woodsmen saidNYT: There is a reason most Republican politicians have not tailored their positions on major issues toward younger voters: Doing so would risk angering the party’s base, which is predominantly old, white and culturally conservative.
Enter the Supreme Court.
With the legality of same-sex marriage being argued on Tuesday, the court could allow Republicans to abandon an unpopular position without abandoning their principles or risking a primary challenge. History would effectively be bailing out the Republican.
It might, if Republicans now drop the issue. But I wonder if they will?
Many of them have publicly said they will press for a US Constitutional Amendment to outlaw same-sex marriage, which would trump the Supreme Court. The Court can only rule on what the Constitution says, and if it's amended to say same-sex marriage is prohibited, then that ends the debate.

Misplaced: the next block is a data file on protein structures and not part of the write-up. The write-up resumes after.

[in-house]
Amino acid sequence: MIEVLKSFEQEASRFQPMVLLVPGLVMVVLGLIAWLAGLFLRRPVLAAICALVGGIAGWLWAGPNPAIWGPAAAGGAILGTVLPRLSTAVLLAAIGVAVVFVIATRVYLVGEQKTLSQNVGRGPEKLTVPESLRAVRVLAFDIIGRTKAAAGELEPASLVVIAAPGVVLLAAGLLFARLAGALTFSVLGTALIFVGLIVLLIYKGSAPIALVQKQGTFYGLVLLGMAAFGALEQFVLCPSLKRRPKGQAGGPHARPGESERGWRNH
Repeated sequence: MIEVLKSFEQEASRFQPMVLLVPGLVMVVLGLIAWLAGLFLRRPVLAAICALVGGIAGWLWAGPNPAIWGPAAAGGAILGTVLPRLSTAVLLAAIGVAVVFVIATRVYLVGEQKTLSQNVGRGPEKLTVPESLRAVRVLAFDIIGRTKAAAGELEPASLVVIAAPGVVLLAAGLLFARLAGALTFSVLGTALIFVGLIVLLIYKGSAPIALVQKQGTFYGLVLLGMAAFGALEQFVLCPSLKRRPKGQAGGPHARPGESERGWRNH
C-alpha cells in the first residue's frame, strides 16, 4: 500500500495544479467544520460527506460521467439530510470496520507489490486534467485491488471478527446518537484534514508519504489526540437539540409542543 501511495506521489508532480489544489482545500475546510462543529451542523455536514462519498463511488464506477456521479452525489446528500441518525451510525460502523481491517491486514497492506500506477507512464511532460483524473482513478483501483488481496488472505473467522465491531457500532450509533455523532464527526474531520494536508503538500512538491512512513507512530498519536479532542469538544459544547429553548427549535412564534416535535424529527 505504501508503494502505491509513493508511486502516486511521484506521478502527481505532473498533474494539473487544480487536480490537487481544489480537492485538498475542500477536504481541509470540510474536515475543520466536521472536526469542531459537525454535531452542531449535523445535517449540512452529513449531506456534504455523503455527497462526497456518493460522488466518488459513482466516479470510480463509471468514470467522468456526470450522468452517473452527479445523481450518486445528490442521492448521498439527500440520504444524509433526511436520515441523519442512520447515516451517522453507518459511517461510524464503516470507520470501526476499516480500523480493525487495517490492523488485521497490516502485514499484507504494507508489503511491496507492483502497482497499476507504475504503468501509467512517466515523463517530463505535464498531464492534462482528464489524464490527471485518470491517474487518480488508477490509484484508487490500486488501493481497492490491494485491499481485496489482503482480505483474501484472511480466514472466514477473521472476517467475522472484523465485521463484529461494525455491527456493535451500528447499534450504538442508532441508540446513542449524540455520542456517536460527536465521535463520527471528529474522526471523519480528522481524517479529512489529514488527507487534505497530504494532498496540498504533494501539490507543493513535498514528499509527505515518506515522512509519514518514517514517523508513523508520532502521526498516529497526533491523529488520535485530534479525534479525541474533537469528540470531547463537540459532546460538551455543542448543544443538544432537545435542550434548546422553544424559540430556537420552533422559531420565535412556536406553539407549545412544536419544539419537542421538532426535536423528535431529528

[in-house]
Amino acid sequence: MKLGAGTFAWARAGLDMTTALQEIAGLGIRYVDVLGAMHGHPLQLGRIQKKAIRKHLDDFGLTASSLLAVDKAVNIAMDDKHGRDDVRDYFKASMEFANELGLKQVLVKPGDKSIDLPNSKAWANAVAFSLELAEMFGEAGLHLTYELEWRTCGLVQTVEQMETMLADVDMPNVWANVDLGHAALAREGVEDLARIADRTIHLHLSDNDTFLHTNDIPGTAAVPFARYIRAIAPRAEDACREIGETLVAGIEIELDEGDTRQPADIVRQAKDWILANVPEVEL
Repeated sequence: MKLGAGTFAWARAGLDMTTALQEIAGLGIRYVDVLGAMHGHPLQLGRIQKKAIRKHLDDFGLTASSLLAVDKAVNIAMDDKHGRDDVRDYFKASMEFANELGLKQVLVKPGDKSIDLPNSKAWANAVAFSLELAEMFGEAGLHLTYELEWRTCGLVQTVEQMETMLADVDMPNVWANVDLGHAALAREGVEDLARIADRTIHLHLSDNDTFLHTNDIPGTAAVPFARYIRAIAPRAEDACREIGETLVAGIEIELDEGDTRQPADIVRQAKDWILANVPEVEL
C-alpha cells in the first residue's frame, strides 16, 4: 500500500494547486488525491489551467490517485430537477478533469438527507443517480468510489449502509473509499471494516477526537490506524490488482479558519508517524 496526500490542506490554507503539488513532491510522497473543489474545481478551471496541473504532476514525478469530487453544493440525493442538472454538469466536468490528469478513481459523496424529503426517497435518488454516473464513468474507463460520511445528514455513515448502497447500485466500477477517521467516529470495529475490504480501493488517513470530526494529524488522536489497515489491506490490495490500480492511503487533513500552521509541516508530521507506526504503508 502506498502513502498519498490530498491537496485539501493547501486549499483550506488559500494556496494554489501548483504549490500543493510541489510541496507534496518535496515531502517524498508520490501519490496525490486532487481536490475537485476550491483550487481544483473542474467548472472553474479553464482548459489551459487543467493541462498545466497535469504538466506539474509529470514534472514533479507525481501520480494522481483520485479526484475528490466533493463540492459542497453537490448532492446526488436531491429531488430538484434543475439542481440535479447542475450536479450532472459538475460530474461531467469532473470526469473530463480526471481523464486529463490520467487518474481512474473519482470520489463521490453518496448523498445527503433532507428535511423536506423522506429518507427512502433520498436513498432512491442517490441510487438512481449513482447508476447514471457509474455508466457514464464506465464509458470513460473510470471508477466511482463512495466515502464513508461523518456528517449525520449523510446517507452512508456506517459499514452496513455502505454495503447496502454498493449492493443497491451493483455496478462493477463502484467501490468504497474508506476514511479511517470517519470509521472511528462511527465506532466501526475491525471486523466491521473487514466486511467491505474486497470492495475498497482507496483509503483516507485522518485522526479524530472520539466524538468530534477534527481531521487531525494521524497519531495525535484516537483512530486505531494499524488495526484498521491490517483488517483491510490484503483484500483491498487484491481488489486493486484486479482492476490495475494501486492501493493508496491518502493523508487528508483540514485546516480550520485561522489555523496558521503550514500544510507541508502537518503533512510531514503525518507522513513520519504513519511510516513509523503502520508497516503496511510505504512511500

And some States are saying they will ignore the Supreme Court, if it rules in favor of gay marriage. This has precedence. Southern States ignored the Court in the 1950s when it ruled that "separate but equal" school discrimination was unconstitutional.
President Eisenhower had to federalize the National Guard to enforce it, and it still wasn't happening everywhere. It took the passage of Congressional legislation in the 1960s to finally end it. (Though Republicans are currently doing an end-run with "charter schools") I remember as late as 1970, when attending the Kentucky Derby, seeing water fountains and restrooms marked "White" and "Colored".
The Supreme Court decision is not a given, as everyone is assuming. And even if they approve same-sex marriage, it may be with many caveats. Plus acceptance by the States may not happen overnight. I see years of struggle still ahead. And if a Constitutional Amendment is passed, which a favorable Court decision may prompt, well, then we're dead in the water.